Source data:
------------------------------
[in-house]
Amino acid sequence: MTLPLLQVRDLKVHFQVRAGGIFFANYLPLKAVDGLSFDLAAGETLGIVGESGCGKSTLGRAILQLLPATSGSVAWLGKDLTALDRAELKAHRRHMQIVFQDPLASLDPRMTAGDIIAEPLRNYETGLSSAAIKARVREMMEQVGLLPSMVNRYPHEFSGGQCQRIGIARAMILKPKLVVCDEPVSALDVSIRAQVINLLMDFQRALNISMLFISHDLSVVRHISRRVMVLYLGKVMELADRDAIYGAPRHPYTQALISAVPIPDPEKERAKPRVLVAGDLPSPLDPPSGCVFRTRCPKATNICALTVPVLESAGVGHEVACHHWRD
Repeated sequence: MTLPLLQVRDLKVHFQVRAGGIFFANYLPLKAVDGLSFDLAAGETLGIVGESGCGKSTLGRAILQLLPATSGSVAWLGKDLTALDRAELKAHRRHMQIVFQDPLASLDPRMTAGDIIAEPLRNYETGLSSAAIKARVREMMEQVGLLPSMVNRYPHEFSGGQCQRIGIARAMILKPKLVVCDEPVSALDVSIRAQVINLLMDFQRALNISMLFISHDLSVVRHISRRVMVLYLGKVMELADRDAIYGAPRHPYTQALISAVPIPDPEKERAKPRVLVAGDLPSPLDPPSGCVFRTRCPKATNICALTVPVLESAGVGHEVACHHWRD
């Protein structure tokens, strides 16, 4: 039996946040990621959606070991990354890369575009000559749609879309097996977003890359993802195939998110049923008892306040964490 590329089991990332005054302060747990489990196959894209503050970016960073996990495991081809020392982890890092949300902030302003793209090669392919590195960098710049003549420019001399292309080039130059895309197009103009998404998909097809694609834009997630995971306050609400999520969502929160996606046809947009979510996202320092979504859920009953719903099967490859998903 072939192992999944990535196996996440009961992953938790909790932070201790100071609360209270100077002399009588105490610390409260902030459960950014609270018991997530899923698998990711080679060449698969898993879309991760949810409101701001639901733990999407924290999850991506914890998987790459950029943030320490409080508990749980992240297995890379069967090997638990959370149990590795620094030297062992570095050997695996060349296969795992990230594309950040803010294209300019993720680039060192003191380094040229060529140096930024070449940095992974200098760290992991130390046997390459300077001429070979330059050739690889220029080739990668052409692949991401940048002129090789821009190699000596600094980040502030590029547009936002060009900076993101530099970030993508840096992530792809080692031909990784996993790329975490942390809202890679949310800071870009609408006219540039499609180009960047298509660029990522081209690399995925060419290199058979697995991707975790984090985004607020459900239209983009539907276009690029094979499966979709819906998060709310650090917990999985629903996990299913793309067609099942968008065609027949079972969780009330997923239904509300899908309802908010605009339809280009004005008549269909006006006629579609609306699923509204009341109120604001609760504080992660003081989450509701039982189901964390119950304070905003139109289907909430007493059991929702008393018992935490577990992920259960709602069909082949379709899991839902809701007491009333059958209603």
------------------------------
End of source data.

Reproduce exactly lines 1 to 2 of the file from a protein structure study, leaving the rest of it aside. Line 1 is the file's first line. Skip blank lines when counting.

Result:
[in-house]
Amino acid sequence: MTLPLLQVRDLKVHFQVRAGGIFFANYLPLKAVDGLSFDLAAGETLGIVGESGCGKSTLGRAILQLLPATSGSVAWLGKDLTALDRAELKAHRRHMQIVFQDPLASLDPRMTAGDIIAEPLRNYETGLSSAAIKARVREMMEQVGLLPSMVNRYPHEFSGGQCQRIGIARAMILKPKLVVCDEPVSALDVSIRAQVINLLMDFQRALNISMLFISHDLSVVRHISRRVMVLYLGKVMELADRDAIYGAPRHPYTQALISAVPIPDPEKERAKPRVLVAGDLPSPLDPPSGCVFRTRCPKATNICALTVPVLESAGVGHEVACHHWRD